The flowchart of the study population is depicted in figure 1. A total of 5967 participants were eligible for this study. First, we excluded participants due to missing, incomplete or unreliable FFQs (n=1173; 19.7%). These participants were younger (mean age 68.5 vs 69.6 years old; p<0.01), less often of Caucasian origin (95.0% vs 98.0%; p<0.01) and had a slightly higher BMI (27.5 vs 26.9 kg/m2; p<0.01) than the included study group, whereas gender and frequency of steatosis were similar (55.8% vs 57.5% female; p=0.27% and 37.2% vs 35.5% steatosis; p=0.27). Second, we excluded participants with more than 30% of missing study variables (0.8%) and participants with secondary causes for steatosis (18.3%). Hence, the total study population included 3882 participants. Population characteristics are presented in table 1 and original and imputed data in online supplementary table 1 In short, mean age was 69.7±8.8, 58.3% were female, the majority of participants were of Caucasian origin (97.6%) and median BMI was 26.9 (24.5–29.7) kg/m2. NAFLD prevalence was 34.4% (n=1337). Participants with NAFLD had lower education level, were more often current or former smokers, performed less physical activity, had higher BMI, more comorbidities and more deviant mean or median laboratory values although within the normal range.
Dietary characteristics are presented as relative consumption (E%) in table 1. Animal protein correlated most with red meat (r=0.35), refined meat (r=0.25) and fish (r=0.24) and vegetable protein with whole grain, rice, bread and pasta (r=0.50), cruciferous vegetables (r=0.27) and vegetarian food products (r=0.24). Monosaccharides and disaccharides correlated most with fruit (r=0.63), sweets (r=0.30) and fruit juice (r=0.24) and polysaccharides with whole grain, rice, bread and pasta (r=0.39), refined grain, rice, bread and pasta (r=0.29) and potatoes (r=0.27). Last, saturated fat correlated most with full fat cheese/cream (r=0.50), full/non fluid fat (r=0.42) and desserts (0.27); MUFAs with sauce (r=0.29), fried snacks (r=0.29) and oil fats (r=0.29); poly-unsaturated fatty acids with diet/fluid fats (r=0.35), full/non fluid fats (r=0.32) and peanuts (r=0.25) and trans fatty acid with full fat cheese/cream (r=0.39), full/non fluid fat (r=0.38) and desserts (r=0.32). NAFLD participants reported lower median caloric consumption than participants without NAFLD (1996 vs 2052 kcal, table 1). The same was observed for BMI (overweight individuals reported 2006 kcal vs 2089 kcal in lean individuals; p<0.01). NAFLD participants reported higher median total protein, animal protein, total fat, saturated fat and trans fatty acid intake (all in E%, table 1). Moreover, they reported lower total carbohydrate and monosaccharide and disaccharide consumption and marginally lower fibre consumption (table 1). Absolute consumption of macronutrients in grams and energy percentage per quartile are given in online supplementary table 2.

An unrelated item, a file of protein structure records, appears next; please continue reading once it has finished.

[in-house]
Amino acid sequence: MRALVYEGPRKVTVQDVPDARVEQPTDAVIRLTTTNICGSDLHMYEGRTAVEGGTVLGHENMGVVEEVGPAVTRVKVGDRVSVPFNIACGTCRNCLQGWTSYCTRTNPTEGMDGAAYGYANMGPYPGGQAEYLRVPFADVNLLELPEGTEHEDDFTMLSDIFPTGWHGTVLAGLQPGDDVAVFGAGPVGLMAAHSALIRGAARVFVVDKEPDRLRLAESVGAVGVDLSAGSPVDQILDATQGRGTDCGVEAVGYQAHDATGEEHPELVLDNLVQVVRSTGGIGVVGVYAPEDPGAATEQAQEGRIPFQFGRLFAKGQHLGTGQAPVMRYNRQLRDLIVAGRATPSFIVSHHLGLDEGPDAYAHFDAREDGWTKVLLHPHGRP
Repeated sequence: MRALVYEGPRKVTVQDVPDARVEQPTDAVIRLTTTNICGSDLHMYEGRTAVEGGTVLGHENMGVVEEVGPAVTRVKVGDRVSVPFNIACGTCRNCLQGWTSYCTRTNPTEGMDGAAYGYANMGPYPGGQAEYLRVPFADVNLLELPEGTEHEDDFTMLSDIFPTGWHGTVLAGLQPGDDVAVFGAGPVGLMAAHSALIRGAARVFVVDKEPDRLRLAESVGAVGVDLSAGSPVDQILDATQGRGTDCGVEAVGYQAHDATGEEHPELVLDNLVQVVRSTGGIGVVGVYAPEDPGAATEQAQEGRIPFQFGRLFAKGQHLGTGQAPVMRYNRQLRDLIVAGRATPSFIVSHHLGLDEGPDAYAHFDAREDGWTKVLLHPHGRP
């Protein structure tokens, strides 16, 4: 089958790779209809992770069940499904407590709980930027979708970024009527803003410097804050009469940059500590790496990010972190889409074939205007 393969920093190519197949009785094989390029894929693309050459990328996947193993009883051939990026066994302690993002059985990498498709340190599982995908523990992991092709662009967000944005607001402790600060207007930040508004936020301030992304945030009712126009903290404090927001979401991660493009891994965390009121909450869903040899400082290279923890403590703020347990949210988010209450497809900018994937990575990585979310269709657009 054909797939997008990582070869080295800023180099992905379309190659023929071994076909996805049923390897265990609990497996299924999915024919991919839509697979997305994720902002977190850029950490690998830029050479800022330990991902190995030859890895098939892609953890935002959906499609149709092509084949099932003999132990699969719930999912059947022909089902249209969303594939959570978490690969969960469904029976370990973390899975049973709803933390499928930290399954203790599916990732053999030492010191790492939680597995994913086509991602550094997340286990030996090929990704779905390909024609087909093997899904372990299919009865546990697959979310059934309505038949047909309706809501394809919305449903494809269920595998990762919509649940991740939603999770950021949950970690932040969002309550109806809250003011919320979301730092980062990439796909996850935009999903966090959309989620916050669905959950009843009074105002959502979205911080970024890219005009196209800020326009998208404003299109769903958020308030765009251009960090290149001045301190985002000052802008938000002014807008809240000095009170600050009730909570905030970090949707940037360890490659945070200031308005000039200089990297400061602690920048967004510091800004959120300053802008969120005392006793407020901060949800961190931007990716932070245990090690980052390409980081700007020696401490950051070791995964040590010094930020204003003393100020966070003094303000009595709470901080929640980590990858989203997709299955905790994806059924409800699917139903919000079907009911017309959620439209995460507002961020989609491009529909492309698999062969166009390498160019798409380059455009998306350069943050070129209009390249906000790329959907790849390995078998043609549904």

Protein consumption and NAFLD
Both total and animal protein were associated with higher odds for NAFLD in the first three models (table 2). Vegetable protein was not associated with NAFLD in any of the models. After adjustment for log-transformed BMI none of the associations remained. However, effect modification by BMI was suggested: interaction with BMI was p=0.10 for total protein, p=0.04 for animal protein and p=0.19 for vegetable protein. Indeed, stratified analyses by BMI revealed that both total protein and animal protein intake were associated with overweight NAFLD in models 1 and 2 (figure 2A). Vegetable protein was associated with overweight NAFLD as well, but only in model 2. In model 3, the association with overweight NAFLD attenuated but remained significant for animal protein (ORQ4vsQ1 1.36, 95% CI 1.05 to 1.77; pfor trend=0.09) while not for total protein (ORQ4vsQ1 1.22, 95% CI 0.95 to 1.55; pfor trend=0.09), as shown in figure 2B. Detailed results of the stratified models are displayed in online supplementary table 3.
Carbohydrate consumption and NAFLD